Information from the museum, 29 May 2018
From 2 June, the Princessehof National Museum of Ceramics in Leeuwarden will be presenting a high-profile exhibition on four Dutch success stories: Delft Blue, Maastricht pottery, Art Nouveau ceramics and Dutch Design. Inspired by foreign techniques and styles, manufacturers in the Netherlands repeatedly came up with new products and made them successful. Impressive flower pyramids, colourful Boerenbont, popular Gouda pottery and the contemporary tableware of Scholten & Baijings tell the story of how the Netherlands became a world player in the field of ceramics. Made in Holland: 400 years a global brand will be on display at the Princessehof from 2 June 2018 until 30 June 2019.
Dutch ceramics are known all over the world and have been exported in massive quantities for centuries. The exhibition takes visitors on a tour through five rooms full of sources of inspiration, highlights of the craft, export products and foreign imitations.
Around 1600, the VOC introduced Chinese porcelain to the Netherlands. These blue-and-white dishes and bowls were extremely popular and very expensive. Dutch ceramic factories imitated these wares in painted pottery. Many of these factories, such as De Grieksche A and De Metaale Pot, were located in Delft, hence the name Delft Blue. The quality of their products was so high that they were exported in abundance to the rest of Europe and even to Japan. The exhibition features spectacular flower holders, ornate terrines and complete garnitures for the Eastern European market. Dutch tiles were also exported on a large scale from Amsterdam, Rotterdam, Utrecht and Harlingen. An impressive tile panel, consisting of no less than 585 tiles, illustrates this trade.
In the 19th century, the Maastricht entrepreneur Petrus Regout succeeded in using another technique developed abroad for his own success. As the producer of transfer-printed earthenware in the Netherlands and the hand-paintedBoerenbont, he became the first major industrialist in the country. After the opening of Japan in 1858, Regout was one of the earliest to export to the land of the rising sun. He immersed himself in Japanese culture. Carefully transfer-printed sake sets and rice bowls with exactly the same capacity as similar vessels in Japan testify to his commercial spirit. Services with geometric transfer-printed decorations and Islamic symbols demonstrate his understanding of the Indonesian market.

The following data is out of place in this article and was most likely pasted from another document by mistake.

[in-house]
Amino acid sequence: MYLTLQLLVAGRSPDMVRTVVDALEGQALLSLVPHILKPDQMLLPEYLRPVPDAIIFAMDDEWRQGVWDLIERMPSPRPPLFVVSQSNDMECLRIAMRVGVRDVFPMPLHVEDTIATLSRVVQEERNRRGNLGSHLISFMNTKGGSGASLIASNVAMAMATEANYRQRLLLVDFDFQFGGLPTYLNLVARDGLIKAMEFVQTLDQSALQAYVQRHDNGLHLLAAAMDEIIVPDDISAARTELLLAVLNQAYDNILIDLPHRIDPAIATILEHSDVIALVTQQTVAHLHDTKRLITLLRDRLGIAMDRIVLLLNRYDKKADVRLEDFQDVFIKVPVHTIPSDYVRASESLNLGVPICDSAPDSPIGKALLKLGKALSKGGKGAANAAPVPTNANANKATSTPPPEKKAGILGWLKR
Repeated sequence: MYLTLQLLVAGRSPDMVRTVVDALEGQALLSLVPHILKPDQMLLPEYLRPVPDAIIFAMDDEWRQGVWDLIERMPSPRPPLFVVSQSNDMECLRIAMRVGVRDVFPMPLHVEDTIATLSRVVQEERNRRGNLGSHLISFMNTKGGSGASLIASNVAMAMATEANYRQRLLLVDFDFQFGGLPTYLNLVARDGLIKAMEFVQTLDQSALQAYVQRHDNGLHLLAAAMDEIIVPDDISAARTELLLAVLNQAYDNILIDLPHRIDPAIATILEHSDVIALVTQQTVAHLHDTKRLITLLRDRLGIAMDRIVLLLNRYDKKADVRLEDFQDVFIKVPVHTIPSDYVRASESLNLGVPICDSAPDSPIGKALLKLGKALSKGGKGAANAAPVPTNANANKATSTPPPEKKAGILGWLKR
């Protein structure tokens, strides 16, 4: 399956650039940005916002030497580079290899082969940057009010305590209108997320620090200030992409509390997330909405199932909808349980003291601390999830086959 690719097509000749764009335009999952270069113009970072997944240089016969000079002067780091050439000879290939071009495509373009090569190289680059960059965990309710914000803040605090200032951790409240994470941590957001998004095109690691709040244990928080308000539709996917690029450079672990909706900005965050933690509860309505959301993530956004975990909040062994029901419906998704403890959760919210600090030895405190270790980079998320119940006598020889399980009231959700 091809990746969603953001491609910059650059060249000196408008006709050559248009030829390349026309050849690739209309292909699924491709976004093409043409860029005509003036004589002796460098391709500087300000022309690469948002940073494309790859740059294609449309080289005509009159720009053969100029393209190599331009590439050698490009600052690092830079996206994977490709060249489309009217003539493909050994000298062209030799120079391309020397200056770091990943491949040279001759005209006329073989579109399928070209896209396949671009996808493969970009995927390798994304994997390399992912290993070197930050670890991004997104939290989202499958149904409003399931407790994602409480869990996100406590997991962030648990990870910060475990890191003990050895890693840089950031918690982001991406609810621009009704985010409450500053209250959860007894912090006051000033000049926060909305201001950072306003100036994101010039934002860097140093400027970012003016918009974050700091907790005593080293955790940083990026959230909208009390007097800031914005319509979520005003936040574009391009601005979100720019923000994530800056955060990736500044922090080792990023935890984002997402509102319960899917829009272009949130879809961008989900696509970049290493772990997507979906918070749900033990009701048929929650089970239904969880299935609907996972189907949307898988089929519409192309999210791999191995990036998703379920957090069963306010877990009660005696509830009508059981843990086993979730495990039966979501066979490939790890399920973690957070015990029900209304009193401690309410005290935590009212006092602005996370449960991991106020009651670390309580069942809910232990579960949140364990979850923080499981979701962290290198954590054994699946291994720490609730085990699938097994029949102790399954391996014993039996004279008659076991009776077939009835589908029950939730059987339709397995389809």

Although the origin of Art Nouveau ceramics lies abroad, it was soon embraced in the Netherlands where it was interpreted in unique ways. More than forty Rozenburg objects can be seen in the exhibition. At the 1900 World Exhibition in Paris, this manufacturer from The Hague caused a sensation with the introduction of its fine eggshell porcelain. The Gouda Plateelbakkerij Zuid-Holland (PZH) conquered the American market from 1915 onwards. Vases, plates, clocks, candlesticks and clogs show the characteristic layer of matt glaze and the motifs inspired by Persian ceramics and Greek-Cypriot pottery. The exhibition includes numerous objects from renowned manufacturers such as De Porceleyne Fles, Amstelhoek, Brantjes and De Distel, all of which were also successful abroad.
The exhibition also examines the emergence of a new attitude at the end of the previous millennium. Dutch Design stands for minimalism, unconventional solutions and a sense of humour. Designs by pioneers such as Gijs Bakker, Marcel Wanders and Hella Jongerius exemplify the minimalist approach. A teapot by Wieki Somers and a vase by Maarten Baas show a more playful attitude. Recently, designers such as Floris Wubben and Olivier van Herpt have been bridging the gap between innovative technology and centuries-old craftsmanship. Richard Hutten and Studio Job draw inspiration for their designs from the 400-year-old tradition of Delft Blue. The recent designs by Ching-Ting Hsu and Jing-He, among others, prove that Dutch Design is an inspiration far beyond the Netherlands.
More than 700 loans from all over Europe are coming to Leeuwarden for the exhibition. The museum’s own collection is supplemented with masterpieces from the National Museum in Gdańsk, the Museum für Kunst und Gewerbe in Hamburg, the Museum of Applied Art in Vienna, the Royal Museums of Fine Art in Brussels and various private collections. Paul Toornend is responsible for the exhibition design.
Especially for the exhibition a team of experts was appointed to carry out scientific research. They have unearthed important new insights on the export of Dutch ceramics from the 17th up to and including the 20th century. The results of this research, on which Made in Holland: 400 years a global brand is based, are compiled in the publication that accompanies the exhibition. This new standard work on Dutch ceramics, edited by curator Karin Gaillard, includes contributions by Jaap Jongstra, Eline van den Berg, Wim Dijkman, Yvonne Brentjens, Bert-Jan Baas, Barbara Walraven, Henk Wolffensperger, José van Bragt and Victoria Anastasyadis. Erik and Petra Hesmerg took the photographs.
The exhibition Made in Holland: 400 years a global brand is part of the Leeuwarden-Fryslân European Capital of Culture 2018 and is made possible by presenting partners og LF2018: ING, Arriva and Leeuwarder Ondernemersfonds. The exhibition is made possible with the financial support of the Turing Foundation, Mondriaan Fund, Fund 21, Van Achterbergh-Domhof Foundation, Stichting Het Nieuwe Stads Oreshuis, Friends of the Princessehof, Stichting Herbert Duintjer Fonds, Stichting Juckema-Sideriusfonds and Boelstra Olivier Stichting.